Another is that the citizens in a nation-state have a vested interest in their own country because they built it by their own sweat and tears and therefore have little interest in sharing their land and property with outsiders and treating foreigners the same as they treat their own citizens.

For the above two reasons, globalization can strengthen rather than weaken nationalism. The more refugees from the third world escape to the West, the more nationalistic the peoples in Western Europe, North America and Oceania will become.

In view of the above, the emerging world order is likely to be partially bipolar, tri-polar and multipolar. In this new world order the US and China will compete for the control of the world in which Europe will play a balancing role between the two, while other parts of the world will remain neutral. More fearsome and worrisome is the prospect of Armageddon. As long as the two great powers, the US and China, are preoccupied with their struggle for global hegemony, world peace can hardly be guaranteed. The only and best solution is that both superpowers give up any attempt to control the world or even to divide the two spheres of influence. In other words, No great power should attempt to become a superpower because superpowers will become more worrisome about their position than non-superpowers. The realist school of scholars thinks that it is impossible because no country can completely abandon this “insatiable desire for power.” However, as the number of countries with nuclear weapons increases, the likelihood of war-- nuclear or non-nuclear-- will not diminish, contrary to what some political leaders believe, mainly because the uncertainty about war will increase rather than decrease for all states, nuclear or non-nuclear. Even if nuclear powers feel safe, their nuclear weapons will rather stimulate non-nuclear powers to develop their own nuclear weapons. For example, North Korea claims that it has no choice but to have its own nuclear weapons because the US threatens North Korea with its nuclear weapons.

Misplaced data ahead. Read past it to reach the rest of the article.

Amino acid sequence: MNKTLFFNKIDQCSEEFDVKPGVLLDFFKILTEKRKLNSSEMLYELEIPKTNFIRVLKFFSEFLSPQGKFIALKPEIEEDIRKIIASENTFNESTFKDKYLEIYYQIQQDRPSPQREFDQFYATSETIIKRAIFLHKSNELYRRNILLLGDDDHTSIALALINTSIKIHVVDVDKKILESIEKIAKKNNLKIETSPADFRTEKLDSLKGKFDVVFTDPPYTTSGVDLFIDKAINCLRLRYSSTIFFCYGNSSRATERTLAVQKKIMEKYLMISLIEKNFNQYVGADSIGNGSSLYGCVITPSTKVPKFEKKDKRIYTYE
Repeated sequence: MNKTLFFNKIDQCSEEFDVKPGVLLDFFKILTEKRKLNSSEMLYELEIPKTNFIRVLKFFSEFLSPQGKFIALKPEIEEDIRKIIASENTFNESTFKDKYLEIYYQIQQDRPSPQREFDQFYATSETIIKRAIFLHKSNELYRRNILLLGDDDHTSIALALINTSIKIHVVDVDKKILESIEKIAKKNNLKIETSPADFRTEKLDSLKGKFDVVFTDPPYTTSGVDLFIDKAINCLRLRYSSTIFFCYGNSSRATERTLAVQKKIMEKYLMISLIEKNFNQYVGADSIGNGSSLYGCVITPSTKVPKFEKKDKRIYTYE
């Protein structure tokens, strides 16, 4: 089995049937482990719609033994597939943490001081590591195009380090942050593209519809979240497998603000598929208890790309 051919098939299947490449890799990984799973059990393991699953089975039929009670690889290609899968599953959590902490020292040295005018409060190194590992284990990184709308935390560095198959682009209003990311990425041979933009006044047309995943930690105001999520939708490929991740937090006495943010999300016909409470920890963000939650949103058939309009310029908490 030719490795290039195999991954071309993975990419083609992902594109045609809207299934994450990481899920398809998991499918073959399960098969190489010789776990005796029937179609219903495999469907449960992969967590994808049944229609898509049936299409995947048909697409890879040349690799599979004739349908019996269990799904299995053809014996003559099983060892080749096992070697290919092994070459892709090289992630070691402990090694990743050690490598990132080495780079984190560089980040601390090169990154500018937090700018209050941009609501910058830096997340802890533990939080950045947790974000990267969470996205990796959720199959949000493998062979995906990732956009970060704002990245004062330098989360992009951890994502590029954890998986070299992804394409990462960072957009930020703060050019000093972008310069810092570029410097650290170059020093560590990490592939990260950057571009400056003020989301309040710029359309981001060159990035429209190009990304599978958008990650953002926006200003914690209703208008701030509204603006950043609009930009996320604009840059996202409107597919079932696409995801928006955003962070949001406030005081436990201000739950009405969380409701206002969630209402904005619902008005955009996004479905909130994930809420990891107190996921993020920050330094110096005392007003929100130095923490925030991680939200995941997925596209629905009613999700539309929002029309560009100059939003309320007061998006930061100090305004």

Now the two Koreas and the US confront a very difficult problem. We will watch how the US and the two Koreas deal with it.


Park Sang-seek
Park Sang-seek is a former chancellor of the Diplomatic Academy of the Korean Foreign Ministry. -- Ed.